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August 2011

Dual Boot: Near Disaster…

Today has been a little emotional…

I decided I wanted to dual boot a server with Fedora 15 and Oracle VM 3.0.1. The machine already had Fedora 15 on, so I moved some stuff around to free up a 1.5TB drive and decided to install OVM on that.

The installation went well, but I made the schoolboy error of overwriting the bootloader on the MBR. After the restart it was all completely toilet. :(  This incident left me checking my underwear because the Fedora installation contained a load of VMs, including RAC and Data Guard installations. None of them were that important, but they would be a pig to set up again.

To sort it I booted from the Fedora 15 DVD and did a repair, telling it to recreate the bootloader on the MBR. A few seconds later, normal service was resumed. Phew.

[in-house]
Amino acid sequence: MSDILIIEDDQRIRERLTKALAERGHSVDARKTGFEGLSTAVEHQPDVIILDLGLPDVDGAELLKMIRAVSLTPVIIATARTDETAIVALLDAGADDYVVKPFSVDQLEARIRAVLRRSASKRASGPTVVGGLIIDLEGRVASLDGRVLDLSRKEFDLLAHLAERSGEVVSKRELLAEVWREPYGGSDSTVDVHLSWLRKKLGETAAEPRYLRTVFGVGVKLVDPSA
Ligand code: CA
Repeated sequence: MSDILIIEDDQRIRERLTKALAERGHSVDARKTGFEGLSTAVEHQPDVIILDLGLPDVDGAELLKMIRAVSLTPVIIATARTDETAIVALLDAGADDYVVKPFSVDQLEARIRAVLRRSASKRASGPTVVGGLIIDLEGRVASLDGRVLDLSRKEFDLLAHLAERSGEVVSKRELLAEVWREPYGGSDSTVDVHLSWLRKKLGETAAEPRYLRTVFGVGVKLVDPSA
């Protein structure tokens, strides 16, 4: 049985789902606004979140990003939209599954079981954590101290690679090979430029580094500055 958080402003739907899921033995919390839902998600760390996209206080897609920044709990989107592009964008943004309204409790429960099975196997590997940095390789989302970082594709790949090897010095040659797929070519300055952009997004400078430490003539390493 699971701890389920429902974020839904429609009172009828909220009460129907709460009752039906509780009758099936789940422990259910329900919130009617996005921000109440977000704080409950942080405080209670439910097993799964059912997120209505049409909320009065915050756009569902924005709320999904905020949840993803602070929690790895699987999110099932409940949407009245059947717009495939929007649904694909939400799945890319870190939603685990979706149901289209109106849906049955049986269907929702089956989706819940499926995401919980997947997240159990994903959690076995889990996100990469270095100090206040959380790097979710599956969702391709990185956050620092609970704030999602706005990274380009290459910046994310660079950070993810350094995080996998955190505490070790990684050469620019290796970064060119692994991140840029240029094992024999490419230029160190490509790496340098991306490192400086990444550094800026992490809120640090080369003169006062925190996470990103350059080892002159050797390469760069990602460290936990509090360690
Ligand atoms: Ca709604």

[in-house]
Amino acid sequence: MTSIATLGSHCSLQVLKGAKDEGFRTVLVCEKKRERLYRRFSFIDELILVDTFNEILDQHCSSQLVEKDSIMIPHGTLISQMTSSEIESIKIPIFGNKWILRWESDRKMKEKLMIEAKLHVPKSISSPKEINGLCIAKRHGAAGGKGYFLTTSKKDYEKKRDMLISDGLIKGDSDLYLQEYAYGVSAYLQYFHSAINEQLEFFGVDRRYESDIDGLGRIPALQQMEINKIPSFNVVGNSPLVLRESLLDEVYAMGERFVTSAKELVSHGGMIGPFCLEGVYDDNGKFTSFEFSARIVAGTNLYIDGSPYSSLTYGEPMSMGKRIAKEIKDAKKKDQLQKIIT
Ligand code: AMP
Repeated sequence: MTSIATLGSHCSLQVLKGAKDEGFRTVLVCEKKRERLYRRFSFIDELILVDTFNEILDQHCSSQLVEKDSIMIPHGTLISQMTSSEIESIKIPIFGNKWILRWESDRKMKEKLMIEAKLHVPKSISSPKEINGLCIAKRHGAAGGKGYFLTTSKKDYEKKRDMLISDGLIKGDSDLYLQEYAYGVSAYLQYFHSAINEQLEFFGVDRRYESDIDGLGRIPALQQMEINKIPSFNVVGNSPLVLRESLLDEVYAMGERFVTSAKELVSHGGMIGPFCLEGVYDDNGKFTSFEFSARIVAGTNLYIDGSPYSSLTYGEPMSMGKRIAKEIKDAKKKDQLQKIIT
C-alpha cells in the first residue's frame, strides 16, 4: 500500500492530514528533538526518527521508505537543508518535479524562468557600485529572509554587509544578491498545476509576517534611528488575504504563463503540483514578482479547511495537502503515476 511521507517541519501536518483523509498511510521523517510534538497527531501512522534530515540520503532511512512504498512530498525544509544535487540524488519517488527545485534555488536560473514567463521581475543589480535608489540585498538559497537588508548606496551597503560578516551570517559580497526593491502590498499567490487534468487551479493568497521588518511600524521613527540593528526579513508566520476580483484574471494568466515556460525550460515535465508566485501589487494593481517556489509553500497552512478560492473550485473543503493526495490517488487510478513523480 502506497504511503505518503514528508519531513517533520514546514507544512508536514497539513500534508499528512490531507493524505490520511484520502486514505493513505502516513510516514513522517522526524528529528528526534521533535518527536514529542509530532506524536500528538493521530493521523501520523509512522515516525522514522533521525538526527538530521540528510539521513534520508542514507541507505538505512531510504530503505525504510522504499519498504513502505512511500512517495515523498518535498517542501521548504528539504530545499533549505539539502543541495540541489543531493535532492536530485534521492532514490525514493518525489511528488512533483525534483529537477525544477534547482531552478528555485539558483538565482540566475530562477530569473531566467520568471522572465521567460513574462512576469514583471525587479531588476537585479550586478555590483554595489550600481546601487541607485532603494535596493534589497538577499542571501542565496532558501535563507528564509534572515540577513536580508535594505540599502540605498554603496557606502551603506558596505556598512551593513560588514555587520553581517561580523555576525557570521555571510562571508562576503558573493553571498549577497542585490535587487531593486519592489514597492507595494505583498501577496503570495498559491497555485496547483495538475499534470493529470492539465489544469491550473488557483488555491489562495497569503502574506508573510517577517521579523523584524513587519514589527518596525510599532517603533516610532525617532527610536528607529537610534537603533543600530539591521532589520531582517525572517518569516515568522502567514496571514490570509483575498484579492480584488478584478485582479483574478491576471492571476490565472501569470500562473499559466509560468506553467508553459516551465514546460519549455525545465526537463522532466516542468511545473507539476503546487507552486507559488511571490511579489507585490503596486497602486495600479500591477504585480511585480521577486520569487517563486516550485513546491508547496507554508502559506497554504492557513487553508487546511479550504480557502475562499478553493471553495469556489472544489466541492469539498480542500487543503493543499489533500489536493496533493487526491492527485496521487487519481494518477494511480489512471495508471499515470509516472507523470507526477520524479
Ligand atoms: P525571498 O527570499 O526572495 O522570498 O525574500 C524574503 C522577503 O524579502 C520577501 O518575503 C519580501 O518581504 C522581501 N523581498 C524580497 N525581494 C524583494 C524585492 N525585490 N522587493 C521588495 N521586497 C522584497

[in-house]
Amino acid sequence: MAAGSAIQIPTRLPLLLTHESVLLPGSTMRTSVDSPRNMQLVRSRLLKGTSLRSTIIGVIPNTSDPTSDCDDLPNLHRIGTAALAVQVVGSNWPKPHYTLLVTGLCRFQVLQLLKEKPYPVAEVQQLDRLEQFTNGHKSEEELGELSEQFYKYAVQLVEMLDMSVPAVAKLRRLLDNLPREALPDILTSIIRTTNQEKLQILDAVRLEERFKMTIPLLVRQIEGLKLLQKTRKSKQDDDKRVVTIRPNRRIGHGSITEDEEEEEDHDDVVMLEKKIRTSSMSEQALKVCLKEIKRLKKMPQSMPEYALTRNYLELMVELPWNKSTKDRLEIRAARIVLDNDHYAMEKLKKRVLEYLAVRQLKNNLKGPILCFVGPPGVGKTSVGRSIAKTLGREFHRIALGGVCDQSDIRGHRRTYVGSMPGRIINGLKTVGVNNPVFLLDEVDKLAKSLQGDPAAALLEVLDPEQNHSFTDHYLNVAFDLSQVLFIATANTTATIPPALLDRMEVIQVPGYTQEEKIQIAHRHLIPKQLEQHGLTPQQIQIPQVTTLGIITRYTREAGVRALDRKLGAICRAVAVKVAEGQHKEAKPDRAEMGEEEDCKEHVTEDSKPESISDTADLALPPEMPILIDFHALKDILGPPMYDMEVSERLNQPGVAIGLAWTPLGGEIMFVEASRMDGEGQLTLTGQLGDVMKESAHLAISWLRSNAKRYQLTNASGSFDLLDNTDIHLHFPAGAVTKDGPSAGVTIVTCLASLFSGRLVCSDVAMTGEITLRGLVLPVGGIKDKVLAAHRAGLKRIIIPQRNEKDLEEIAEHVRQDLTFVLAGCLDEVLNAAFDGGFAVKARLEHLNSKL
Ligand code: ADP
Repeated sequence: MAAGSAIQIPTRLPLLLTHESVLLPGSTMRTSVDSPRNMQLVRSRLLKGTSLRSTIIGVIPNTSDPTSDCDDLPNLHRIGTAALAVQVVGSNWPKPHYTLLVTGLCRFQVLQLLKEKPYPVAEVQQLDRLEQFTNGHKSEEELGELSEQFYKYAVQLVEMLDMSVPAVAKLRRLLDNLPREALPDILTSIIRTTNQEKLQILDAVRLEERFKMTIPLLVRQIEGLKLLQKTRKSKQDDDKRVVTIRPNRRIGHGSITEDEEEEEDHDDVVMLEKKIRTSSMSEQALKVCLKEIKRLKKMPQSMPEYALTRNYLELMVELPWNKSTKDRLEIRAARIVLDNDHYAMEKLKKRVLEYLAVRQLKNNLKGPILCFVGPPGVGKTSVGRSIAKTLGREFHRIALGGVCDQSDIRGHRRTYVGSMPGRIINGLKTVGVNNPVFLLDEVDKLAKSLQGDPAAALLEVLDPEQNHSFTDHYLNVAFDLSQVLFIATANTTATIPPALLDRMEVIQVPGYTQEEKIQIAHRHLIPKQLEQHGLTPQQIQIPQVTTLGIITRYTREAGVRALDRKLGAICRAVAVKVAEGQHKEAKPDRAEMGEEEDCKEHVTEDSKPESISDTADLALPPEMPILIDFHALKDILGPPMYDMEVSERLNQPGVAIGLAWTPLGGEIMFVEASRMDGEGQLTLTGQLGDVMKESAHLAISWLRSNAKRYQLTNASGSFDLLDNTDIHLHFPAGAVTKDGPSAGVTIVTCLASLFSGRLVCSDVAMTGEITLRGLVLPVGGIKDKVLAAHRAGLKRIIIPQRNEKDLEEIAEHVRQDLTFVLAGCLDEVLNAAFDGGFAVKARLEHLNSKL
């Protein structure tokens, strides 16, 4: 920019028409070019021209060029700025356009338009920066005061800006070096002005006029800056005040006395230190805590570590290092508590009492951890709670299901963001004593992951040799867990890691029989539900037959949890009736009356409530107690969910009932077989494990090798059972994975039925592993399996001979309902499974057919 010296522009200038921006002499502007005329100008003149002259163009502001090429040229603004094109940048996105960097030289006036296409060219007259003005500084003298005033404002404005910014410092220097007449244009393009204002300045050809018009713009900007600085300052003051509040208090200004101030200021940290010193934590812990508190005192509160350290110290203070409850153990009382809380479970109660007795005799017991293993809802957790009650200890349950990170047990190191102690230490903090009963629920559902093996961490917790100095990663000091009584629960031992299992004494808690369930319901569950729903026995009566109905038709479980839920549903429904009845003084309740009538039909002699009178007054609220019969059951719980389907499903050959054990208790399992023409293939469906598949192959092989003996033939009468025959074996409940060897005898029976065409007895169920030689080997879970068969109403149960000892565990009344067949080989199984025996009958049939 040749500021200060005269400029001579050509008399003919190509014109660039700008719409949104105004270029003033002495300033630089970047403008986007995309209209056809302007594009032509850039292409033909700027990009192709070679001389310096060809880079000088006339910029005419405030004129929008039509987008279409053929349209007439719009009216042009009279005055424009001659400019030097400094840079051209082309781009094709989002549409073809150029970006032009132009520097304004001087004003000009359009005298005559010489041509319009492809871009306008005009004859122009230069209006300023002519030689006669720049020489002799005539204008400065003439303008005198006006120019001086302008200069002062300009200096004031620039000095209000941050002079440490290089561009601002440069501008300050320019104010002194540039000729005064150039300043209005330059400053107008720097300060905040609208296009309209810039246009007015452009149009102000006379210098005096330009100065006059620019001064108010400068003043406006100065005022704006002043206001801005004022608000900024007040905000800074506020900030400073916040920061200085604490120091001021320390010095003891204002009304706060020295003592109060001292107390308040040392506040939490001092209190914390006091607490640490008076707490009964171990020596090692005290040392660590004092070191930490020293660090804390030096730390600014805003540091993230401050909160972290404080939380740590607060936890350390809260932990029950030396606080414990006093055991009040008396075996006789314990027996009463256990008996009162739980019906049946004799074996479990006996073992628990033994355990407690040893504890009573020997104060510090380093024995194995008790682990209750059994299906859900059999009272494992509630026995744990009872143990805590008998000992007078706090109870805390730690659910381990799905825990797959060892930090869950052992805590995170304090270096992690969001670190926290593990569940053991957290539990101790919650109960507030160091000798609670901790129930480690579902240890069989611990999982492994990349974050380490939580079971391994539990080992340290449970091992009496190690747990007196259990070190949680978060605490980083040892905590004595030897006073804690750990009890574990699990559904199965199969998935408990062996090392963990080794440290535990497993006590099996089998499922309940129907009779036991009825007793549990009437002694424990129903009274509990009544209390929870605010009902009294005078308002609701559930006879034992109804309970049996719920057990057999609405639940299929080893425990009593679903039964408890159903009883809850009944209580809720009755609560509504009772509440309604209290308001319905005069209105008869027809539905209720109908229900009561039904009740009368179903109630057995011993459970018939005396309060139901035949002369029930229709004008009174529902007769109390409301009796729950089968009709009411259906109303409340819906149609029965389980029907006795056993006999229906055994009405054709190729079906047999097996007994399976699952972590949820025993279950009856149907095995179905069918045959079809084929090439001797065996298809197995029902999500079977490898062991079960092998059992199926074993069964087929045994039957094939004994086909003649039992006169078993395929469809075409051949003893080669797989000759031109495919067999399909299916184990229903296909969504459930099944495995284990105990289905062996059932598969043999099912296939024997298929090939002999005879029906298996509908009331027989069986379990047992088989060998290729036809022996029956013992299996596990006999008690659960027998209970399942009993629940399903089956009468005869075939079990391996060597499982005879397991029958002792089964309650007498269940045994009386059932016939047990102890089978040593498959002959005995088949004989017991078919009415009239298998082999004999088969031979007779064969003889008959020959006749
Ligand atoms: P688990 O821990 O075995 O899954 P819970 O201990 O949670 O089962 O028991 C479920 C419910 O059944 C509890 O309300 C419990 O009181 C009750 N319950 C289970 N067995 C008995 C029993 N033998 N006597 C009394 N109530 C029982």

So then I retried the OVM installation on the clean drive, remembering not to place the bootloader on the MBR this time. The installation went fine again. I booted into Fedora 15, edited my “/etc/grub.conf” to include a chainloader entry. I rebooted and picked the chainloader line from my grub screen only to find I got “Error 21: Selected disk not found”.

After a bit of investiagtion it seems only my RAID1 system disk is visible to grub. The controller doesn’t seem to be able to present the individual disks, unless I kill the RAID1 config. Crappy controller.

So I now have two options:

  1. Buy another disk (or move this “spare” one) and put it into another machine with a sane controller and dual boot that.
  2. Buy another box that is dedicated to OVM.

I kind like option 2, since dual boot is a total pain. All my boxes have a purpose and having something missing while I play with OVM is not ideal. Trouble is it’s more money and it is a machine that is likely to be unused a lot of the time. Seems a bit of a waste.

If only VirtualBox exposed dmidecode to guests, then I could install OVM on a VirtualBox VM. I know it sounds stupid, but it would make functional testing a lot simpler, even if the performance were a little crappy. Never mind…